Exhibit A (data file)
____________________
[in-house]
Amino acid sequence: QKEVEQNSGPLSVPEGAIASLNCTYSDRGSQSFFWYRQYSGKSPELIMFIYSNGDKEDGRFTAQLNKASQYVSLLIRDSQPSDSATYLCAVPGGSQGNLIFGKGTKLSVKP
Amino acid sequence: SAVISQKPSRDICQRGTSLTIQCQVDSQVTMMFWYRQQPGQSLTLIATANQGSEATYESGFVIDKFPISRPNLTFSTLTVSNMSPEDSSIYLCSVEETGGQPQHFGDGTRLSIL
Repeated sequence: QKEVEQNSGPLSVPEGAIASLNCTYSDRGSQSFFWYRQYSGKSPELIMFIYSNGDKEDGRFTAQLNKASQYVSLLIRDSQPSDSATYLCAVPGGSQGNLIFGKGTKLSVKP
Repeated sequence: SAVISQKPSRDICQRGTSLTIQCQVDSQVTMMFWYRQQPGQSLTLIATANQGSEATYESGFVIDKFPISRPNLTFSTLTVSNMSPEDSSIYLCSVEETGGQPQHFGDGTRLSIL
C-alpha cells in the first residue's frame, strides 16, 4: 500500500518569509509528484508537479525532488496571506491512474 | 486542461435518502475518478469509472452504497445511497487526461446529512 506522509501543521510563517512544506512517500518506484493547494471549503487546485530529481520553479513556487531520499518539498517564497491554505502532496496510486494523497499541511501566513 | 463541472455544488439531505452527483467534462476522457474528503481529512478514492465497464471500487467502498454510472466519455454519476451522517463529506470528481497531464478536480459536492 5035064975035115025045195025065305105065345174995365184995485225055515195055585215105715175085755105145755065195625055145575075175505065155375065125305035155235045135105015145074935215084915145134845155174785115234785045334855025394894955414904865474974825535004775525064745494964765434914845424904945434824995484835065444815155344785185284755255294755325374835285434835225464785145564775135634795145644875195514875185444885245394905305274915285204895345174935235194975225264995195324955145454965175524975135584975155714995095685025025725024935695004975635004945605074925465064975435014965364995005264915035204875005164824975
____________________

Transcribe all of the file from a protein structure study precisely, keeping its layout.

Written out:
[in-house]
Amino acid sequence: QKEVEQNSGPLSVPEGAIASLNCTYSDRGSQSFFWYRQYSGKSPELIMFIYSNGDKEDGRFTAQLNKASQYVSLLIRDSQPSDSATYLCAVPGGSQGNLIFGKGTKLSVKP
Amino acid sequence: SAVISQKPSRDICQRGTSLTIQCQVDSQVTMMFWYRQQPGQSLTLIATANQGSEATYESGFVIDKFPISRPNLTFSTLTVSNMSPEDSSIYLCSVEETGGQPQHFGDGTRLSIL
Repeated sequence: QKEVEQNSGPLSVPEGAIASLNCTYSDRGSQSFFWYRQYSGKSPELIMFIYSNGDKEDGRFTAQLNKASQYVSLLIRDSQPSDSATYLCAVPGGSQGNLIFGKGTKLSVKP
Repeated sequence: SAVISQKPSRDICQRGTSLTIQCQVDSQVTMMFWYRQQPGQSLTLIATANQGSEATYESGFVIDKFPISRPNLTFSTLTVSNMSPEDSSIYLCSVEETGGQPQHFGDGTRLSIL
C-alpha cells in the first residue's frame, strides 16, 4: 500500500518569509509528484508537479525532488496571506491512474 | 486542461435518502475518478469509472452504497445511497487526461446529512 506522509501543521510563517512544506512517500518506484493547494471549503487546485530529481520553479513556487531520499518539498517564497491554505502532496496510486494523497499541511501566513 | 463541472455544488439531505452527483467534462476522457474528503481529512478514492465497464471500487467502498454510472466519455454519476451522517463529506470528481497531464478536480459536492 5035064975035115025045195025065305105065345174995365184995485225055515195055585215105715175085755105145755065195625055145575075175505065155375065125305035155235045135105015145074935215084915145134845155174785115234785045334855025394894955414904865474974825535004775525064745494964765434914845424904945434824995484835065444815155344785185284755255294755325374835285434835225464785145564775135634795145644875195514875185444885245394905305274915285204895345174935235194975225264995195324955145454965175524975135584975155714995095685025025725024935695004975635004945605074925465064975435014965364995005264915035204875005164824975